Well, basically: yes. No matter what our backgrounds are, we all have a fair amount of privilege just by attending an elite college like Middlebury. But we’re also marginalized in different ways and to different extents. So how do we know what privileges we have and what to do with them? Privilege is all the accommodations society makes for you on account of your identity. The advantages heaped on some because of their skin color, class background, citizenship status, sexuality, gender, size, ability, or whatever else, are tied to long histories of inequality and often become invisible to the people receiving them. It’s important to understand how privileges affect how different people tend to experience the world, and how we are constituted by oppressive structures. But privilege is not an explanation for everything, and acknowledging privilege is not the ultimate goal.It has become custom for leftists to “check” their privilege, or their friends privileges, as a way of combating oppression. But ultimately, privilege shouldn’t distract us from movement building – something we’re all capable of. Guilt is a common, convenient, and useless response to confronting privilege. We’ve got to get over the guilt and guilting so that we can dismantle the structures that enable our privileges to begin with. Or, more directly, participate in political projects that are trying to do this in fun, straightforward, or ridiculous ways.
A few other things…
- Privilege is not a sin; if you confess it, it won’t disappear.
- Privilege colors our experiences, but doesn’t determine how we act.
- There’s no formula to calculate how privileged or oppressed you are. Better not to imagine there is.
- We all need to listen more. When privilege is preventing you from listening, stop, take a seat, and try harder.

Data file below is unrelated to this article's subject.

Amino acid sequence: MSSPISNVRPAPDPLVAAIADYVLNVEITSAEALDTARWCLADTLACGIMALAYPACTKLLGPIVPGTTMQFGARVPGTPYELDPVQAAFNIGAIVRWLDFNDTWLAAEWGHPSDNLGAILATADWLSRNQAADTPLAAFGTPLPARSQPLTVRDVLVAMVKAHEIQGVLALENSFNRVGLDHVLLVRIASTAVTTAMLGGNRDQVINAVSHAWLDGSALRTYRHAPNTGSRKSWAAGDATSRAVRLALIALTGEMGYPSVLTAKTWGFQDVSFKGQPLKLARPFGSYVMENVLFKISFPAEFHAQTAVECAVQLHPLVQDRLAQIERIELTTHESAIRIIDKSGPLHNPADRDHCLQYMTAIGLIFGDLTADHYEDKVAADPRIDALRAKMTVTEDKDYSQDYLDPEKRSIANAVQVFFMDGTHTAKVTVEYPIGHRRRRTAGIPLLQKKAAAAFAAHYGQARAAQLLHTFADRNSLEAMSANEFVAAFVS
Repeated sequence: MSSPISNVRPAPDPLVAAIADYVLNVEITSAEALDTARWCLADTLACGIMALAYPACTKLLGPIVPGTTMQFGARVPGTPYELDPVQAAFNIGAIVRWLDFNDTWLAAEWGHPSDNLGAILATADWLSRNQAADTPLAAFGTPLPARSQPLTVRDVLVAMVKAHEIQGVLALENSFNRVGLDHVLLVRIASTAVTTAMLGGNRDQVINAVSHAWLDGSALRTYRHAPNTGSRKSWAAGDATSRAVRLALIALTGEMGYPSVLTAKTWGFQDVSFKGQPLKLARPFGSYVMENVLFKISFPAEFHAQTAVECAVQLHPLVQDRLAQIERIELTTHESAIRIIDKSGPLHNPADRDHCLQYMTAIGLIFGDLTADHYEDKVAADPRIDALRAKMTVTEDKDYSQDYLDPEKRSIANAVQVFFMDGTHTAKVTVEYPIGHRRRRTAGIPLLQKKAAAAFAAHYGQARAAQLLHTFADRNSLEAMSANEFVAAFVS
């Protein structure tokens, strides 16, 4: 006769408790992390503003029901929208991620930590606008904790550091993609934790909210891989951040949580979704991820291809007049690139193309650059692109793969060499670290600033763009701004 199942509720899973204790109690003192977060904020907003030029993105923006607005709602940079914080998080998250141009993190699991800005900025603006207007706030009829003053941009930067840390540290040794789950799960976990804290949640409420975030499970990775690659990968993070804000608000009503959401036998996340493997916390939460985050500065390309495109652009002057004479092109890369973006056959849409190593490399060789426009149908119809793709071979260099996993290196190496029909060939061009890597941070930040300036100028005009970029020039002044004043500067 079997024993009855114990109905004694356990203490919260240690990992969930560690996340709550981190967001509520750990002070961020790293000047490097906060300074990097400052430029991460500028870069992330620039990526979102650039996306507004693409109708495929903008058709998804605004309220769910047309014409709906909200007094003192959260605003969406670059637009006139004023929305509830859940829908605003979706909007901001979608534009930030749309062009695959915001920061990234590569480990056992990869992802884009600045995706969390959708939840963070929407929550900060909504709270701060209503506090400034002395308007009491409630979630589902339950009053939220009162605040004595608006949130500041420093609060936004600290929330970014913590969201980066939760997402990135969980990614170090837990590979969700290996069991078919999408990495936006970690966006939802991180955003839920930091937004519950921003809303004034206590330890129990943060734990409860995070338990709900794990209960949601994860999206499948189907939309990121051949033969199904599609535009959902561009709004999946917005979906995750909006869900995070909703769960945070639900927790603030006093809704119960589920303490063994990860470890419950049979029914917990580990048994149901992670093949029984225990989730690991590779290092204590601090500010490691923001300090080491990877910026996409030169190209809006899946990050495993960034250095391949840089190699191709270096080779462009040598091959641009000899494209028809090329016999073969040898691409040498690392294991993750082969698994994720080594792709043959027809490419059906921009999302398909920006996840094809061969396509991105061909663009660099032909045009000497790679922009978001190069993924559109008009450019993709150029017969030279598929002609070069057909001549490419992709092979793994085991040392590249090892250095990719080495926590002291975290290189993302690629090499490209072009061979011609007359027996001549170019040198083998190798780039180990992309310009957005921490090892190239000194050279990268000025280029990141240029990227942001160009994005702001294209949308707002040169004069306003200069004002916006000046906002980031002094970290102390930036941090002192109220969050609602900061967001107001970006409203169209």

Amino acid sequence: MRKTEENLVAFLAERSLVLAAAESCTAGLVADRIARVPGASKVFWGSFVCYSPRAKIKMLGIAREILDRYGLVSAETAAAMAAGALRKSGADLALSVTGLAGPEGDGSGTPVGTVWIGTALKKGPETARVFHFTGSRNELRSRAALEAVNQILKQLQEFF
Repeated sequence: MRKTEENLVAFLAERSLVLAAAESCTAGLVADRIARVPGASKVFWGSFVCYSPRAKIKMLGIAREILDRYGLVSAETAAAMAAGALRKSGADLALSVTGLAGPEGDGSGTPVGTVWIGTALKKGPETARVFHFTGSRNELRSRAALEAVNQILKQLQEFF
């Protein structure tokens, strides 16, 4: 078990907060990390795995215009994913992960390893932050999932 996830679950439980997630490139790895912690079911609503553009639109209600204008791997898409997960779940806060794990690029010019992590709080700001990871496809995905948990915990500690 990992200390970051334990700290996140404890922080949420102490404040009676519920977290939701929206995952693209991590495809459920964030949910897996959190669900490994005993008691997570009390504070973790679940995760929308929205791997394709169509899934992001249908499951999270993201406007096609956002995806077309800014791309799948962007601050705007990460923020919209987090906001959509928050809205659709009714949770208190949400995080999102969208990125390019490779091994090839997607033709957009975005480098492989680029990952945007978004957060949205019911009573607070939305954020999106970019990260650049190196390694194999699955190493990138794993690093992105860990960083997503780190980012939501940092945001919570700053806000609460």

Andrea Smith’s writing on privilege: http://andrea366.wordpress.com/2013/08/14/the-problem-with-privilege-by-andrea-smith/
Oh, we forgot to mention privilege on a global scale. What does it mean to study abroad as students from a “first-world” country in an age of global capitalism and imperialism?
Well, we think it’s complicated. Colonialism today mostly looks different than it did 100 years ago. The British East India Company didnʼt have a commitment to “business ethics” or “sustainability,” and we hadn’t discovered “economic development projects” as a way to ameliorate inequality. Development agencies, often acting as the handmaiden of corporations, create value structures in which lives are measured purely based on potential for economic return. If a working girl is a good investment, the first world will offer her an education. If her pregnant mother is a burden, better take her land for the use of a multinational corporation. Most development projects rely on racialized depictions of third world people who are either “deserving” of help or “lazy” lost-causes; they usually result in the intensification of labor (especially women’s labor). Not only does the Development agenda fail to address the root causes of inequality, it also can serve as a justification for militarism. Feminist scholars Lila Abu-Lughod, Chandra Mohanty, and Kalpana Wilson illustrate this point extensively. What’s clear is that colonialism has been ethicized. We can “go green” and buy organic, cruelty-free, and fair trade, but the cost of “first-world” lifestyles still weighs heavy on the rest of the world. Looking past the public relations jargon and marketing schemes, we find that our privilege is not easily remedied. It is not a historical coincidence that the countries that were official colonies a hundred years ago are now exploited by multinationals based in the US or Europe, and are regularly policed by the US or NATO. One can explain this by citing “power vacuums”, corporate ingenuity, or even “uncivilized natives,” but the theories are hollow and the relationships of domination are still tangible. The question of how to navigate all this becomes even harder when we’re in another country.
For those of us that are U.S. citizens, we have the privilege to travel almost anywhere. But will we do it as ignorant vacationers? over-curious scholars? rebels hoping to “go native”? or something different? The way we live in a foreign country is very precarious. Particularly those with white privilege risk following the well-worn paths of appropriating, exoticizing, or acting without cultural sensitivity.